It makes sense when you watch the mesmerizing acoustic performance. Serro easily charmed the new audience who barely knew her and even got them to clap and sing along to “I labyu”. Plus Kenyans love romantic songs.
This show should have been called “Serro’s Got Talent”.
The beauty about Kasyoki is its easy-to-sing-along-to lyrics which your 3-year-old (niece) can learn in one day. And as soon as it reached 10k views, Serro announced her #KasyokiDanceChallenge with 10,000 shillings up for grabs. This might remind you of Bensoul’s dance challenge for his first hit single Lucy under Sol Generation Records.
For one week, she reposted the creative fan videos on her social media pages. The post with the most likes scooped the prize. On the flip side, she won more fans and followers thanks to organic reach.
For someone who just discovered Serro, you might think this is her first song. But Kasyoki Wa Mitumba is the fourth release off her upcoming debut album KUWE. Her first ever single was Rongai in 2016, a reggae tune dedicated to the heartbreakers. And in 2018, she sang to Okello, longing to go back to him.
This second single of 2019 was preceded by Ya Dunia. Unlike Kasyoki, it’s a brutally honest Swahili song about the real lives of Kenyan artists away from social media glory. And as soon as it dropped in May, it sparked an emotional reaction from artists and fans alike.
Now the queen is back with a cheeky love story. A song she says she never planned to release. “I thought if I released it people wouldn’t take me seriously” but it had the opposite effect. She proved that she’s a versatile artist in regard to message as well as musical style.
She’s also one of those Afro-fusion musicians who go beyond representing their own ethnicities. Just think of Eric Wainaina who sang all of Adhiambo in Luo.
And let’s not forget Makadem who borrowed the melody of mugithi classic Tiga Kumutii from JB Maina and infused his Nyanza roots. The result was Mogidhi Kona Kona, another Kenyan song which went viral online.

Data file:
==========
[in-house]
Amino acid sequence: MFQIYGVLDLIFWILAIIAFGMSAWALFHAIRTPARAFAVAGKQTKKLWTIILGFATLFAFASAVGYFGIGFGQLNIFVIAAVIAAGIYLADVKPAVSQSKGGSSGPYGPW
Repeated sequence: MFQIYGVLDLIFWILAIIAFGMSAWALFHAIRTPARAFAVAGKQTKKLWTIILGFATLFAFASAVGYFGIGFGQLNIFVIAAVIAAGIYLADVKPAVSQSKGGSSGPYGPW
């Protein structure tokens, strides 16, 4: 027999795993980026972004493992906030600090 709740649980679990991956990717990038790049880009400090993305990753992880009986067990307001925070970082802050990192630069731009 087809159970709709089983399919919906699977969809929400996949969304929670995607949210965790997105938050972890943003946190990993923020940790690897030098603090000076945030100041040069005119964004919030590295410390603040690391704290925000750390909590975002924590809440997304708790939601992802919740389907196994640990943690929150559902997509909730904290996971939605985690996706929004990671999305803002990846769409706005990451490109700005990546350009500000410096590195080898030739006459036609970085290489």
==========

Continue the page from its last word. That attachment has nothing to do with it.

Who would have thought such a silly Kamba song would take Serro to such serious heights? She has already appeared on The Trend, Roga Roga on Citizen TV, KBC and even iNooro TV.
The African queen is taking her crown.
For her day ones, Serro has always been a star. The soulful singer-songwriter creates authentic stories that capture our emotions while celebrating Kenya’s diverse cultures. As a live performer, she is engaging, charming and hilarious on stage.
Thanks to practice and consistency, her star is shining more brightly in 2019. And more people are noticing. You could say she’s becoming a household name – even my mum knows her.
As Bensoul always says on his Instagram, Timing.
What’s your favourite version of Kasyoki Wa Mitumba? Well, Serro is currently on a Kasyoki mini-tour so you can watch her live at these upcoming events in Nairobi. You can either sing along to the acoustic version or shake your legs and kwata kawaya like a Kamba. Your choice.
Now Serro is proud to sound like a Kamba even though she is not one. And it makes us proud to be Kenyans.
This unexpected hit hints at a thirst for African-rooted music. Just like Kasyoki wa Mitumba, we can’t resist art that reminds us of who we are. Kenyans. Africans.
Images courtesy of Serro